Nakasei Sushi Restaurant

Checking out sushi restaurants seems to be one of my favourite past-times! I stumbled upon Nakasei sometime ago, and decided to give it a try. The strong and alluring smell of vinegared sushi rice was just too difficult to resist!

I ordered the sushi set lunch ($40+++), just so I am able to make a fairer comparison between Nakasei and the many other sushi restaurants I have eaten in before. That made it the most expensive sushi set lunch set I ever had!
With the premium tag, I would have expected more sushi, or correspondingly, more premium neta (sushi toppings). Perhaps it is a sign of frequent indulgence, but I was actually not too far off! In fact, I got both the Qs - quality and quantity.
In the 10 pieces of mixed nigiri and gunkan sushi, I got to savour uni, ikura, otoro and chutoro. Everything tasted fresh, although some might have appeared a little dubious. The sushi rice's flavour was well-balanced and did not overwhelm the neta's own taste. Each piece was also made in a …

Killiney Kopitiam (Purvis St)

I am quite a picky eater and I'd rather have some bread and yogurt for lunch, than go risk eating bad food at some random food court. Taking the risk of sounding too 'atas', if not the bad food, I get turned off by the constant battle for seats at lunch hour, irked by the sight of packets of tissue representing the act of making a reservation, and just when I think I am safely back at the table with my food, I get mental piercings by glares from hungry (and angry) people, rather vultures-like, waiting around, willing people at the tables to finish their food a.s.a.p so they can swoop down as soon as we stand up to go. After stepping out of the war-zone, I often end up smelling like a garbage bin, where all the different food scraps get dumped into one single location. Sigh, but I endure because a food court does have its purposes. It's economical and convenient. But when lunch time rolls around and the colleagues suggest somewhere else other than a food court, my hea…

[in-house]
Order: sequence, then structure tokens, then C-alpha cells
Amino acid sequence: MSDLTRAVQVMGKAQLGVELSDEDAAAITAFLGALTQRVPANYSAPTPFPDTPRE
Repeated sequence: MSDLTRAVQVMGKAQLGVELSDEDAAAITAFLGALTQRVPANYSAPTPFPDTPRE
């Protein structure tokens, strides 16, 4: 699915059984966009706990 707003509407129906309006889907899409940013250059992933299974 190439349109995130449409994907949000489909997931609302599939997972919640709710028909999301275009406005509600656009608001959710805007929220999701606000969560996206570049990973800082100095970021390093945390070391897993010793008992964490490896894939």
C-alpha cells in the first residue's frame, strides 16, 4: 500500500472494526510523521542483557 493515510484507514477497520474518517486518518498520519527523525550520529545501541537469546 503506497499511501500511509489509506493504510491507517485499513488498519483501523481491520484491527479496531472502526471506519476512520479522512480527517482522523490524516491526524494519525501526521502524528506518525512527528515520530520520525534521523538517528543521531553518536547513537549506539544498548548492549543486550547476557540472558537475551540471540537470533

Brandied Prune Chocolate Cake

Whenever I feel broke, I satisfy the shopaholic in me by going food shopping. I figured that if food is a necessity, then I need to go (food) shopping.

Strolling down the aisles of the supermarket is in itself a therapeutic act. I rather enjoy looking out for unusual items, to which I would pick up for a closer look, wondering if I will ever encounter them again someday. But I usually wistfully put them back on the shelves. Other times, I get reminded of certain foods or recipes and consequently, the inspiration to cook or bake.

My most recent adventure saw me buying a pack of Waitrose's brandied prunes because I remembered vaguely seeing a recipe calling for it in one of my recipe books. True enough, the Brandied Prune Chocolate Cake was found in the UK BBK edition of Cakes, Muffins and Cookies.

Alas, as I was preparing to make this recipe, I realised the prunes were kept whole, with seeds. Luckily I was not in a rush and I slowly de-seeded each candied prune. Eventually, I delive…

Au Petit Salut

The new Au PetitSalut at Tanglin area is a really popular choice for a Saturday lunch. I think it could be the lure of a $25 set lunch in a serene and all-natural surrounding (I was!). All the indoor seats were all taken up even with a 2-week advanced notice but I personally enjoy al-fresco dining so it was not a problem for me. Multiple ceiling fans kept the air cool but I could do without the ants crawling on the table linen nor the dust and dead leaves that unfortunately existed all around.

The main food-related complain I have about Au PetitSalut is its boring menu. As a regular customer since almost three years ago, I have not seen any drastic changes at all in the menu and I was hoping for one with its physical shift, but no luck.